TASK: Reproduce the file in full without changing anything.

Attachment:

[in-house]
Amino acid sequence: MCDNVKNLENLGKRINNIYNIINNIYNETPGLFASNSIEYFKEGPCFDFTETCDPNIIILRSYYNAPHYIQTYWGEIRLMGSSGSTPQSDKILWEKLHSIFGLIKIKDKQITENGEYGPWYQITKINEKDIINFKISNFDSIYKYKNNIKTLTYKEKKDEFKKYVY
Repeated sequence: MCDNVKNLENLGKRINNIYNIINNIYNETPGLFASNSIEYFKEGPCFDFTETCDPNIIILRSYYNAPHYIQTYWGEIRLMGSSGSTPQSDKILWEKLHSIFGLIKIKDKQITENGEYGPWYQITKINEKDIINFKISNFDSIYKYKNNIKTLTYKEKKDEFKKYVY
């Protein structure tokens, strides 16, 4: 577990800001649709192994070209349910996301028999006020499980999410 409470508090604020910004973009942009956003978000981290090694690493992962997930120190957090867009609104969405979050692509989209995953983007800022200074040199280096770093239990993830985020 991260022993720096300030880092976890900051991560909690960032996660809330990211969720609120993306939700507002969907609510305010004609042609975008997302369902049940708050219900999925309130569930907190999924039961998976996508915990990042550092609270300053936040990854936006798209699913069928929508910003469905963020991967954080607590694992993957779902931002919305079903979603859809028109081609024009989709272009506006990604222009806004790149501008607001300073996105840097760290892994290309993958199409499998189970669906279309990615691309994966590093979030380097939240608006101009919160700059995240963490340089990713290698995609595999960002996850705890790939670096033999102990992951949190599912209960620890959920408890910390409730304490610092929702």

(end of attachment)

[in-house]
Amino acid sequence: MCDNVKNLENLGKRINNIYNIINNIYNETPGLFASNSIEYFKEGPCFDFTETCDPNIIILRSYYNAPHYIQTYWGEIRLMGSSGSTPQSDKILWEKLHSIFGLIKIKDKQITENGEYGPWYQITKINEKDIINFKISNFDSIYKYKNNIKTLTYKEKKDEFKKYVY
Repeated sequence: MCDNVKNLENLGKRINNIYNIINNIYNETPGLFASNSIEYFKEGPCFDFTETCDPNIIILRSYYNAPHYIQTYWGEIRLMGSSGSTPQSDKILWEKLHSIFGLIKIKDKQITENGEYGPWYQITKINEKDIINFKISNFDSIYKYKNNIKTLTYKEKKDEFKKYVY
């Protein structure tokens, strides 16, 4: 577990800001649709192994070209349910996301028999006020499980999410 409470508090604020910004973009942009956003978000981290090694690493992962997930120190957090867009609104969405979050692509989209995953983007800022200074040199280096770093239990993830985020 991260022993720096300030880092976890900051991560909690960032996660809330990211969720609120993306939700507002969907609510305010004609042609975008997302369902049940708050219900999925309130569930907190999924039961998976996508915990990042550092609270300053936040990854936006798209699913069928929508910003469905963020991967954080607590694992993957779902931002919305079903979603859809028109081609024009989709272009506006990604222009806004790149501008607001300073996105840097760290892994290309993958199409499998189970669906279309990615691309994966590093979030380097939240608006101009919160700059995240963490340089990713290698995609595999960002996850705890790939670096033999102990992951949190599912209960620890959920408890910390409730304490610092929702």